Need Robocall Relief? Here's How to Fight Back
Robocalls are on the rise, despite government regulations prohibiting commercial robocalls. The FCC estimates that 2.4 BILLION robocalls are placed every month, or about seven per U.S. resident. The FTC says it received nearly 3.5 million complaints about robocalls in fiscal year 2016. That’s up an alarming 60% over the same period last year! Here's what you can do to fight back…
Robocalls On the Rise
National and state do-not-call registries are ineffective against robocalls, according to an FTC consumer advisory. “The companies that use this technology don’t bother to screen for numbers on the national Do Not Call Registry,” the advisory reads. “If a company doesn’t care about obeying the law, you can be sure they’re trying to scam you.” (Political robocalls are still protected by the First Amendment.)
Renegade robocallers come and go so rapidly that regulators have trouble catching them; it’s like a game of Whack-A-Mole. These companies operate for a few weeks or months, then dissolve and reform under different names. Many robocall operations are based outside the USA, compounding the challenges facing law enforcement.
Spoofing the originating phone number to fool caller-ID is another robocaller trick. If you try to call the number from which a robocall ostensibly came, it will be “out of service” or belong to an innocent party. Sometimes, robocallers spoof the phone number of a large, legitimate company, so a robocall may show up on your phone as coming from your bank, for instance. The FCC recently approved rules that allow phone companies to block numbers that are not assigned to accounts, and numbers assigned to entities that request that their numbers not be spoofed.
A new tactic is the “direct to voicemail” robocall. You never hear your phone ring, but suddenly there’s a voicemail alert from your phone. When you listen to it, it’s a robocall. One audacious robocaller has argued to the FCC that such shenanigans are not actually phone calls so they are exempt from regulations. The FCC has proposed changes to its rules clarifying that “ringless voicemail” is subject to all the rules that apply to ringing calls.
The FCC has also issued guidance to phone service providers, making it absolutely clear that providers have the right to let consumers block calls from any phone number. For years, service providers have been falsely telling customers that they “can’t” block calls for “legal reasons.” That cover has now been blown.
Some Tools To Block Robocalls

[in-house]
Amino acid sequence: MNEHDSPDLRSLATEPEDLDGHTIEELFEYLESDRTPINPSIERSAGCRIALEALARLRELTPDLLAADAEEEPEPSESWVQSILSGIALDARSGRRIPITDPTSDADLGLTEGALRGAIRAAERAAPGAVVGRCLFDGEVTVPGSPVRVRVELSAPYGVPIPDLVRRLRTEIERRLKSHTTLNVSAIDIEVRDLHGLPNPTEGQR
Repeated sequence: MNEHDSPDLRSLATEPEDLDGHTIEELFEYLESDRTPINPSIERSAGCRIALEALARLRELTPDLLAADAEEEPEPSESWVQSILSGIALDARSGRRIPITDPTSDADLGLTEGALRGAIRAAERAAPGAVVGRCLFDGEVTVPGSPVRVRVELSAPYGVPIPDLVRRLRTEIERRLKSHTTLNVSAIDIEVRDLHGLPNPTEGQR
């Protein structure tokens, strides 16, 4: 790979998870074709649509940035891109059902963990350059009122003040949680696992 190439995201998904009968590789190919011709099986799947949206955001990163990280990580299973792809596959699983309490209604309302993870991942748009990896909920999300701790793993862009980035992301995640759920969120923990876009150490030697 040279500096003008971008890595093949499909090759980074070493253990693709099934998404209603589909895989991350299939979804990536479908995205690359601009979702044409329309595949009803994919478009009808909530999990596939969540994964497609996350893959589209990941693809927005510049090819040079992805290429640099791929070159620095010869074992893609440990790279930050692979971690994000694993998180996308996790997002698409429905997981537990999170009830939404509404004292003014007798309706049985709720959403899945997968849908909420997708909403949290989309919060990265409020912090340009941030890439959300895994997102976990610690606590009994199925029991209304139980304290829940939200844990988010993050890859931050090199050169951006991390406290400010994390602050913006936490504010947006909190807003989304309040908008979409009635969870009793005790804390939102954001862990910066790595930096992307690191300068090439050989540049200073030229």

AT&T seems to be in the lead on spam-blocking technology, even though its Call Protect service is available only on iPhones and Android phones that support AT&T’s HD Voice. T-mobile says it’s currently unable to "selectively block incoming calls or texts from individual numbers through the network.” Sprint offers a service to block specific phone numbers. So does Verizon, but Big Red recommends customers use third-party apps for more comprehensive spam protection. The FCC maintains a Web page of anti-spam resources available from various service providers.
Nomorobo is one third party company that offers anti-spam services. The company, which won the FTC’s Robocall Challlenge, in which many companies competed to come up with the best anti-robocall technology. Nomorobo has crowd-sourced over half a million phone numbers used by spammers, and adds new numbers identified as spammers by its customers.
The Nomorobo service is free for VoIP-based landlines. If you get phone service via your high-speed Internet bundle, you almost certainly have a VoIP line. Supported VoIP carriers include AT&T U-verse, Charter Spectrum, Comcast Xfinity, Verizon Fios, Ooma, Optimum, TImeWarner Cable, and Vonage. For mobile phones, it costs $1.99 per month to protect your Android or iPhone with Nomorobo. Unfortunately, Nomorobo is not available on traditional copper-wire landlines, or on the Magic Jack device at this time.
Google Voice is the best solution I know of for good old-fashioned copper-wire landlines. When you forward your landline to a free Google Voice number, calls are automatically answered, voicemails are transcribed into text, then emailed to you. Of course, you can answer calls from numbers that you know are real people. Google Voice blocks many known phone spammers, but you can selectively silence or block calls from as many numbers as you like.
TrueCaller is another robocall-fighting service. It claims 250 million users worldwide, and that its apps include the world’s best Caller-ID. TrueCaller blocks robocallers and telemarketers; identifies unknown callers; and performs messaging functions too. Available for iPhone and Android, TrueCaller is ad-supported with in-app purchases that unlock premium features.
Hiya is a similar smartphone app that some AskBob readers have said works well for them. It can block calls and text messages, or blacklist unwanted numbers. Free, and available on both Android and iPhone.
Your thoughts on this topic are welcome. Post your comment or question below...
This article was posted by Bob Rankin on 27 Jun 2017
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Article information: AskBobRankin -- Need Robocall Relief? Here's How to Fight Back (Posted: 27 Jun 2017)
Copyright © 2005 - Bob Rankin - All Rights Reserved